Saskatoon’s Karma Film production company is accustomed to working on large-scale projects. Their team has amassed forty industry awards, not least among them five Geminis. One such award, this time a 2020 Canadian Screen Award for Best Visual Effects, related to their work on Brotherhood. It’s a film, released in 2019, that was partially funded by Creative Saskatchewan via a program now known as the Feature Film & TV Production Grant.
Let’s start with the array of local news and national coverage the film has received. CTV and the Regina Leader-Post, were joined by the National Post and the Globe and Mail in profiling the project and Regina’s Rainbow Cinemas, in their own last days, chose Brotherhood as the last Canadian film they would show. Alongside Karma Film’s involvement, the feature includes contributions from Saskatoon composer and conductor William Rownson. In the words of BC-based director and writer Richard Bell, as he told SaskMusic in 2021, “Tobi Lampard and her team at Creative Saskatchewan were essential in getting Brotherhood financed…Film financing is a bit of a Rubik’s Cube, but we figured out early on that a co-production between Ontario and Saskatchewan was our best strategy. We’re stronger together, which incidentally is a theme of the film.”
Brotherhood, which screened in 26 Canadian cinemas over 2022, charts the true story of the Brotherhood of St. Andrew, a group of young men who tried to canoe across Ontario’s Balsam lake almost 100 years ago. Their 1926 trek, which (spoiler alert) ended in tragedy, sets for a film that Bell feels is exceedingly relevant in our province. He attended a 2021 screening in Humboldt and told local reporter Rachel May that the film resonates with the togetherness needed to get through COVID-19 at its initial peak.
“It sparkles more during COVID,” Bell said at the time. “Things have been falling apart for 19 months. In the beginning, we were all in this together but it started to fade after a couple of months…Those boys in 1926, when they faced the storm there are only survivors because they came together.” According to reporting that appeared in the Humboldt Journal, Bell would go on to connect the film’s themes with the collective tragedy that was the Broncos bus crash.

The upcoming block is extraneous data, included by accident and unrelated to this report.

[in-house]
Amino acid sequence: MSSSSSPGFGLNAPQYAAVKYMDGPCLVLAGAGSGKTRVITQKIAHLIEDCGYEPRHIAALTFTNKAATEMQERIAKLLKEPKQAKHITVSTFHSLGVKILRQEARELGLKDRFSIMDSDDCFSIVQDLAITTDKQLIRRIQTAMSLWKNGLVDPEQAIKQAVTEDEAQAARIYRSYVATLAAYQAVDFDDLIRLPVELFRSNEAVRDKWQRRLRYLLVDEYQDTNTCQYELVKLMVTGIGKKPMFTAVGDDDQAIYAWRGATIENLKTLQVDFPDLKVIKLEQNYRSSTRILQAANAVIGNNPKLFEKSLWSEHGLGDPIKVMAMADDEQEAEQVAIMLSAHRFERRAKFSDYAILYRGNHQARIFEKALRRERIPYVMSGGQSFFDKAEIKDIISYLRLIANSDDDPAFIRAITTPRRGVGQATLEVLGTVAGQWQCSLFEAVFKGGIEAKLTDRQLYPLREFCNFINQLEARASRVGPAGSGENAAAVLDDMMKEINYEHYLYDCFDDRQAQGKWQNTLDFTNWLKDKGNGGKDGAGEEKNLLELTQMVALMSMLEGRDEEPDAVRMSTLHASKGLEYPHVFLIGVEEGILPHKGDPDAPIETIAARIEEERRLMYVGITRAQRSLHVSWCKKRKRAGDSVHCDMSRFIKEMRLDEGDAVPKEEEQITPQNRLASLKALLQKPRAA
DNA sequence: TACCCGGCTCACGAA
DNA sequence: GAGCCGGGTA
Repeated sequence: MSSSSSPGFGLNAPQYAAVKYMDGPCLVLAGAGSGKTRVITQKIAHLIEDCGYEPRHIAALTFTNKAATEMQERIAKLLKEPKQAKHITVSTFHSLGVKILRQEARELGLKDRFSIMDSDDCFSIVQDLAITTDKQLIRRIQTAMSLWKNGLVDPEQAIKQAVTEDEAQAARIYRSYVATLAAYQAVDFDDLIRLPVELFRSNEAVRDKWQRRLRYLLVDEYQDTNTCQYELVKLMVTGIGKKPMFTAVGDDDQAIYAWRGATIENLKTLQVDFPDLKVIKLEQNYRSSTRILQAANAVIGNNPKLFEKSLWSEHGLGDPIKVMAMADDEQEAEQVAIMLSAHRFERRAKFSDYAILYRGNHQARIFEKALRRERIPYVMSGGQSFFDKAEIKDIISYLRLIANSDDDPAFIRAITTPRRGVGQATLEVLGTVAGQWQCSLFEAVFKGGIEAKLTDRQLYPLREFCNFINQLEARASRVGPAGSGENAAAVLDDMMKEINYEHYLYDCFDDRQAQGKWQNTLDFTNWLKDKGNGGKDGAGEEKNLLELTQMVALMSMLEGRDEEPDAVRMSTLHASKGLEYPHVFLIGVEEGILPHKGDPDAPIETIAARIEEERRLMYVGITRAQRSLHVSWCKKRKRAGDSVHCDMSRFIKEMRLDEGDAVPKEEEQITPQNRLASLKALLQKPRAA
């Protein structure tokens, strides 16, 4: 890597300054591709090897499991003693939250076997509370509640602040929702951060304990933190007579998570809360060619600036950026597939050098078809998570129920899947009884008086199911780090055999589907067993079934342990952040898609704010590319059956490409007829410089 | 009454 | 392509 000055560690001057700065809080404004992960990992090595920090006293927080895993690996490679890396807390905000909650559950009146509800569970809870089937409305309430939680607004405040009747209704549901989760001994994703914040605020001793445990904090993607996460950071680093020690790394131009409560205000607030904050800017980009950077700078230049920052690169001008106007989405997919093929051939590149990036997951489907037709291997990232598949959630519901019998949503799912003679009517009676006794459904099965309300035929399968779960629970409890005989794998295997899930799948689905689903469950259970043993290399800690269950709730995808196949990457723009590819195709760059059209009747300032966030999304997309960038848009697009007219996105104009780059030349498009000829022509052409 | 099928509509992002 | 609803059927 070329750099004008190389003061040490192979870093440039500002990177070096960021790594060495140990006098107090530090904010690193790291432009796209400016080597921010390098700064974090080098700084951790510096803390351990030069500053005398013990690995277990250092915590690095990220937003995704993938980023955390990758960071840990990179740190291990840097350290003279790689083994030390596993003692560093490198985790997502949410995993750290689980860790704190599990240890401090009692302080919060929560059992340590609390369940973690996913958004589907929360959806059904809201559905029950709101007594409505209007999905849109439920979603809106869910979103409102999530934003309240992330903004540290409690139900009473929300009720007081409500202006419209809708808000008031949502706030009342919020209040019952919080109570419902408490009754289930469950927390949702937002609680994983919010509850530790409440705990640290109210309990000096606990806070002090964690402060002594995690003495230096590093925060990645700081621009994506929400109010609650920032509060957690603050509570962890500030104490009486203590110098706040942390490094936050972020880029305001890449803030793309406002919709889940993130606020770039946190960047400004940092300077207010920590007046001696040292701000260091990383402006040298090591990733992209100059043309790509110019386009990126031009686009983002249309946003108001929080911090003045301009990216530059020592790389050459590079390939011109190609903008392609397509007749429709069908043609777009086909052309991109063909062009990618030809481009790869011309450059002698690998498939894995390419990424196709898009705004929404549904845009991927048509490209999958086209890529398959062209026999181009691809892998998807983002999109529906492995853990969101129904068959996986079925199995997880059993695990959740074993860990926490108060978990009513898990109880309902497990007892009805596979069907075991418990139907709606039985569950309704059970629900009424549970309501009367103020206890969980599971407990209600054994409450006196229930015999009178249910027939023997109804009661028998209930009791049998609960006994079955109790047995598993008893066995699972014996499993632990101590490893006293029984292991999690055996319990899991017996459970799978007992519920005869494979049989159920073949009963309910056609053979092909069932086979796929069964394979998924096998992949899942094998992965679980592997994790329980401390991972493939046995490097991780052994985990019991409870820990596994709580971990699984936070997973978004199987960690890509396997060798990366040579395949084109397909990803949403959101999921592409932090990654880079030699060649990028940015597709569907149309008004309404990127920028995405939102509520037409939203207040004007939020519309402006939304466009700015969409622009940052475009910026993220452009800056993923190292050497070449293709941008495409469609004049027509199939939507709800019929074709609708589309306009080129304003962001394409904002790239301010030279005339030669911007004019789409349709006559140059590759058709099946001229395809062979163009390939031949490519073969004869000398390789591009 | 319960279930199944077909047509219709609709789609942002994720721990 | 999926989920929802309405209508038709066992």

Like many film projects, Brotherhood wasn’t quick to come to fruition. Bell has repeatedly shared during the promotion of the film that its origins were in 2006 when he learned of the 80th anniversary of the tragedy. As he told the Dawson Creek Mirror’s Rob Brown last November, happening upon a church service being held to commemorate those who died was his starting point.
“I usually start off by saying that I was the treasure hunter…it did feel like uncovering buried treasure because I thought the story was so dynamic and so interesting and so moving, but then I did go into shepherd mode in that it took me a very long time to court producers and convince them that it was going to be a good idea for a motion picture.”
Eventually, Bell managed to convince a creative team to back the project. Released on the eve of the country’s first wave of restrictions, Brotherhood’s journey has been more about smaller venues as opposed to large-scale film festivals. As he told Discover Humboldt, Brotherhood—though it had to work through many sticking points to get produced—rings true to many local audiences.
“Brotherhood plays really well in small towns where people feel a connection with yesteryear still and they are proud of their local histories, and they have fond memories of summer camp. So much of it has been my release plan where I connect with independent cinemas.”
It’s a part of Canadian history that Creative Saskatchewan is proud to have had a hand in preserving.
If you’re looking to get financial support for your feature film, take a look at our guidelines. If you receive the funding then you’ll be following in the footsteps of projects like Summer at Charlotte’s and Shadow of… Both the Feature Film and Television Production Grant and the SaskTel Max Equity Fund are part of a wider assortment of funding programs that include streams dedicated to music video creation and film and television development.
Written by John Loeppky